The above is the abstract from a new article in the journal Social Psychological and Personality Science, Light Bulbs or Seeds? How Metaphors for Ideas Influence Judgments About Genius, co-authored by Kristen Elmore, postdoctoral associate in the Program for Research on Youth Development and Engagement in the BCTR. A recent New York Times article on the findings further discusses the light bulb vs. seed metaphor in the context of gender:

These two metaphors are often used to describe scientific discovery and what we perceive as genius. Along with them come ingrained, subconscious associations that may have unintended consequences, according to a study published Friday in Social Psychological and Personality Science. Researchers found that we find an idea more or less exceptional depending on the metaphors used to describe it. And not just that: Those metaphors had different effects depending on the gender of the idea’s creator.

Kristen Elmore, a developmental and social psychologist at Cornell University and lead author of the study, saw metaphors about ideas everywhere. She saw light bulbs on bulletin boards at schools and in student essays about inventions. Less frequently, young people were exposed to metaphors that describe nurturing ideas like seedlings.

Dr. Elmore and her colleague, Myra Luna-Lucero, a researcher at Columbia Teachers College, set out to study whether these metaphors carry unexplored implications. In a series of three experiments, more than 700 adult men and women, mostly in their 30s, were exposed to a variety of male and female inventors whose ideas were described as emerging like light bulbs or nurtured seedlings.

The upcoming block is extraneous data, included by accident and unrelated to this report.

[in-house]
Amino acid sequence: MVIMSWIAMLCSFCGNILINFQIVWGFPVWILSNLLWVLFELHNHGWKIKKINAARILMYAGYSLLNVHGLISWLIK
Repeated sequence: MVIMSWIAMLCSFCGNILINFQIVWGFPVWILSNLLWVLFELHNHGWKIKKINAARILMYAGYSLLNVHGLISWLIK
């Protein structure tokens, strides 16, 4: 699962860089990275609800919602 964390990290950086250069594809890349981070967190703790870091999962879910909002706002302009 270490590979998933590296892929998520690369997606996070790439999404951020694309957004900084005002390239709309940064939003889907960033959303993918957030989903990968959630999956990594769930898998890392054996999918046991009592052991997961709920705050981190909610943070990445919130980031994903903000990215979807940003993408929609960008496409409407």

They found that people tend to rate discoveries that came about “like a light bulb” as more exceptional than those that are “nurtured like seeds.” But not when the inventor was a woman. In that case, people rated “nurtured” ideas as more exceptional.

 

Light Bulbs or Seeds? How Metaphors for Ideas Influence Judgments About Genius - Social Psychological and Personality Science

Metaphorically Speaking, Men Are Expected to be Struck by Genius, Women to Nurture It - New York Times

 

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“Women, Science and Motherhood” features Wethington

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Elaine WethingtonThe BCTR's Elaine Wethington talks about the career vs. motherhood choice that female academics face and her own decision to pursue her academic career in a new video produced by the Cornell Institute for Women in Science. Stanka Fitneva, professor of psychology at Queen's University, Canada, also describes her personal experience of having a child while working in academia. Additionally, Wendy M. Williams, professor of human development at Cornell and founder and director of the Cornell Institute for Women in Science, offers commentary and historical perspective.

Women, Science and Motherhood: Then and Now